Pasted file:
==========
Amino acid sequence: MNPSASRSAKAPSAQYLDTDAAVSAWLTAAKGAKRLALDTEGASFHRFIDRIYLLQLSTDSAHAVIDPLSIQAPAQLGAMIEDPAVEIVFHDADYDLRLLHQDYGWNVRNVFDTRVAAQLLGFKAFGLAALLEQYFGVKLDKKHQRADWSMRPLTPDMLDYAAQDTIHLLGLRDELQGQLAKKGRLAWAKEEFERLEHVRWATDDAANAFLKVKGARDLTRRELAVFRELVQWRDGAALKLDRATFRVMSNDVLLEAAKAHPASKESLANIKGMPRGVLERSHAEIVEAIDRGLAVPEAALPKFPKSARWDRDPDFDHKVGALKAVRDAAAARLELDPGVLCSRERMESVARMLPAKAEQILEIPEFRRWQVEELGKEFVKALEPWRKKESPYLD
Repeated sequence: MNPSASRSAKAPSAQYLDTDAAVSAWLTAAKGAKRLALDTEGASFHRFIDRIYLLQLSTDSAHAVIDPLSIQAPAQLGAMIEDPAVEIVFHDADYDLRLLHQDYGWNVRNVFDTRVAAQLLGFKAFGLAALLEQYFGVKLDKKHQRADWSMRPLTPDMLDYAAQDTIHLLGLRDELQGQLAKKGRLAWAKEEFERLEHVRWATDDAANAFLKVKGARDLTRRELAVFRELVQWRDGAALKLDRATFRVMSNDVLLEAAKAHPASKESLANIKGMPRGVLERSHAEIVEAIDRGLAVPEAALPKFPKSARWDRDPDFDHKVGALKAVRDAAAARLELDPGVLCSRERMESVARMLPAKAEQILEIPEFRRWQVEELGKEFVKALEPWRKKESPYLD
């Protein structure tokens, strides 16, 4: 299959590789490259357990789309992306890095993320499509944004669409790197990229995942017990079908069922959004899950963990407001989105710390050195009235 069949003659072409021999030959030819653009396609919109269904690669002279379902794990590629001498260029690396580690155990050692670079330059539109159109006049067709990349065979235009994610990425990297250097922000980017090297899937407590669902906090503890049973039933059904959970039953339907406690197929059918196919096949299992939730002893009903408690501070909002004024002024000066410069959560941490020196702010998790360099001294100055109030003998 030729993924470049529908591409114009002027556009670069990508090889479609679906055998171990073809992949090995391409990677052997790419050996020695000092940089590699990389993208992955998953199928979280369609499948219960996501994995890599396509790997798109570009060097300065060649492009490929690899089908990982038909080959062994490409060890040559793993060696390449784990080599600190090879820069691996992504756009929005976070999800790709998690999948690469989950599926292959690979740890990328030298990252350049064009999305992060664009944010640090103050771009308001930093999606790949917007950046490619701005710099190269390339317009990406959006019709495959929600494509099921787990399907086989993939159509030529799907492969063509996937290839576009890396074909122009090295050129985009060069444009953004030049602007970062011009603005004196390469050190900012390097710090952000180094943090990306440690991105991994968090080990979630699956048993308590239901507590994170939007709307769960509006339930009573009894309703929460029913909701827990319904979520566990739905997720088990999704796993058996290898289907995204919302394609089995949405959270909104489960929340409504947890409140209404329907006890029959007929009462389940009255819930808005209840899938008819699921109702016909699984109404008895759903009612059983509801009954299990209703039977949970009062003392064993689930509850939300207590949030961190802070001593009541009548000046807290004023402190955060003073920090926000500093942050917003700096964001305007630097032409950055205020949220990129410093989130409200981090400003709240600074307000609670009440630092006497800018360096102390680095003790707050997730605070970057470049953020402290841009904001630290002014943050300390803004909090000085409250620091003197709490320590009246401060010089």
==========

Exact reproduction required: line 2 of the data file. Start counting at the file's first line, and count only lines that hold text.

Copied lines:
Repeated sequence: MNPSASRSAKAPSAQYLDTDAAVSAWLTAAKGAKRLALDTEGASFHRFIDRIYLLQLSTDSAHAVIDPLSIQAPAQLGAMIEDPAVEIVFHDADYDLRLLHQDYGWNVRNVFDTRVAAQLLGFKAFGLAALLEQYFGVKLDKKHQRADWSMRPLTPDMLDYAAQDTIHLLGLRDELQGQLAKKGRLAWAKEEFERLEHVRWATDDAANAFLKVKGARDLTRRELAVFRELVQWRDGAALKLDRATFRVMSNDVLLEAAKAHPASKESLANIKGMPRGVLERSHAEIVEAIDRGLAVPEAALPKFPKSARWDRDPDFDHKVGALKAVRDAAAARLELDPGVLCSRERMESVARMLPAKAEQILEIPEFRRWQVEELGKEFVKALEPWRKKESPYLD